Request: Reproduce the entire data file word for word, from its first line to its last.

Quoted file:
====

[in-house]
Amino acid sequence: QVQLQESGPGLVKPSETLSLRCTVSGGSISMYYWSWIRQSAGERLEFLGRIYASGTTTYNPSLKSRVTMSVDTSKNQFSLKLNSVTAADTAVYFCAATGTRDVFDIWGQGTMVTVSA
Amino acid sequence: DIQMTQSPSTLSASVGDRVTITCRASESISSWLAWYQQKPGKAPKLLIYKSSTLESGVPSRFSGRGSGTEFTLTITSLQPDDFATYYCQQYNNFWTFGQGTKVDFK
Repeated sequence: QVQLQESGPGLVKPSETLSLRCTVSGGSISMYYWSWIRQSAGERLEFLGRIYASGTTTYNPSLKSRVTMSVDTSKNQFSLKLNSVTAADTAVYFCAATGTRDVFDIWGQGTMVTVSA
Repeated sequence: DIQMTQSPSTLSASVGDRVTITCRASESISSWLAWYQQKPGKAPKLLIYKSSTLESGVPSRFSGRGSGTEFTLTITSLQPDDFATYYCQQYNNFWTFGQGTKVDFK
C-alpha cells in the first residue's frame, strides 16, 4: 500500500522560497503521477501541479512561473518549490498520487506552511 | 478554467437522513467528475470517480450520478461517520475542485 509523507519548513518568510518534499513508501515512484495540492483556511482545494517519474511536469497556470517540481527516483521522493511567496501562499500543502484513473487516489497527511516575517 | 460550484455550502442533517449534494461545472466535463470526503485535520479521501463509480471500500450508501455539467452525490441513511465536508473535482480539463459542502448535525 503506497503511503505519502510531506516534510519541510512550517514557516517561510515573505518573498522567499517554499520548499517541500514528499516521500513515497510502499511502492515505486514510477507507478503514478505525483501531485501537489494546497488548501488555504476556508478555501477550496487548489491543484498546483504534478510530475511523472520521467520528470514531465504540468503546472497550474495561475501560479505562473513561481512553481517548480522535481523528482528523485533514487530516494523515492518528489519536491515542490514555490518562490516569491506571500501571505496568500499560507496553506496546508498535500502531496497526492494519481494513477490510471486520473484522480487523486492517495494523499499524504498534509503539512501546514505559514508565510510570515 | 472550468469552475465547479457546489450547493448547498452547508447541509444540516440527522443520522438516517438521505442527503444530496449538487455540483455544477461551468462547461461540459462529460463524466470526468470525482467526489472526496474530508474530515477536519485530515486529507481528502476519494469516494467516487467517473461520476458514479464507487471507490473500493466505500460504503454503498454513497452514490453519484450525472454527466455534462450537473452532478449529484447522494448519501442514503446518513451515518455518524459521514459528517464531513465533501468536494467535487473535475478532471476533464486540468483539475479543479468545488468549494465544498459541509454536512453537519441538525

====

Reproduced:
[in-house]
Amino acid sequence: QVQLQESGPGLVKPSETLSLRCTVSGGSISMYYWSWIRQSAGERLEFLGRIYASGTTTYNPSLKSRVTMSVDTSKNQFSLKLNSVTAADTAVYFCAATGTRDVFDIWGQGTMVTVSA
Amino acid sequence: DIQMTQSPSTLSASVGDRVTITCRASESISSWLAWYQQKPGKAPKLLIYKSSTLESGVPSRFSGRGSGTEFTLTITSLQPDDFATYYCQQYNNFWTFGQGTKVDFK
Repeated sequence: QVQLQESGPGLVKPSETLSLRCTVSGGSISMYYWSWIRQSAGERLEFLGRIYASGTTTYNPSLKSRVTMSVDTSKNQFSLKLNSVTAADTAVYFCAATGTRDVFDIWGQGTMVTVSA
Repeated sequence: DIQMTQSPSTLSASVGDRVTITCRASESISSWLAWYQQKPGKAPKLLIYKSSTLESGVPSRFSGRGSGTEFTLTITSLQPDDFATYYCQQYNNFWTFGQGTKVDFK
C-alpha cells in the first residue's frame, strides 16, 4: 500500500522560497503521477501541479512561473518549490498520487506552511 | 478554467437522513467528475470517480450520478461517520475542485 509523507519548513518568510518534499513508501515512484495540492483556511482545494517519474511536469497556470517540481527516483521522493511567496501562499500543502484513473487516489497527511516575517 | 460550484455550502442533517449534494461545472466535463470526503485535520479521501463509480471500500450508501455539467452525490441513511465536508473535482480539463459542502448535525 503506497503511503505519502510531506516534510519541510512550517514557516517561510515573505518573498522567499517554499520548499517541500514528499516521500513515497510502499511502492515505486514510477507507478503514478505525483501531485501537489494546497488548501488555504476556508478555501477550496487548489491543484498546483504534478510530475511523472520521467520528470514531465504540468503546472497550474495561475501560479505562473513561481512553481517548480522535481523528482528523485533514487530516494523515492518528489519536491515542490514555490518562490516569491506571500501571505496568500499560507496553506496546508498535500502531496497526492494519481494513477490510471486520473484522480487523486492517495494523499499524504498534509503539512501546514505559514508565510510570515 | 472550468469552475465547479457546489450547493448547498452547508447541509444540516440527522443520522438516517438521505442527503444530496449538487455540483455544477461551468462547461461540459462529460463524466470526468470525482467526489472526496474530508474530515477536519485530515486529507481528502476519494469516494467516487467517473461520476458514479464507487471507490473500493466505500460504503454503498454513497452514490453519484450525472454527466455534462450537473452532478449529484447522494448519501442514503446518513451515518455518524459521514459528517464531513465533501468536494467535487473535475478532471476533464486540468483539475479543479468545488468549494465544498459541509454536512453537519441538525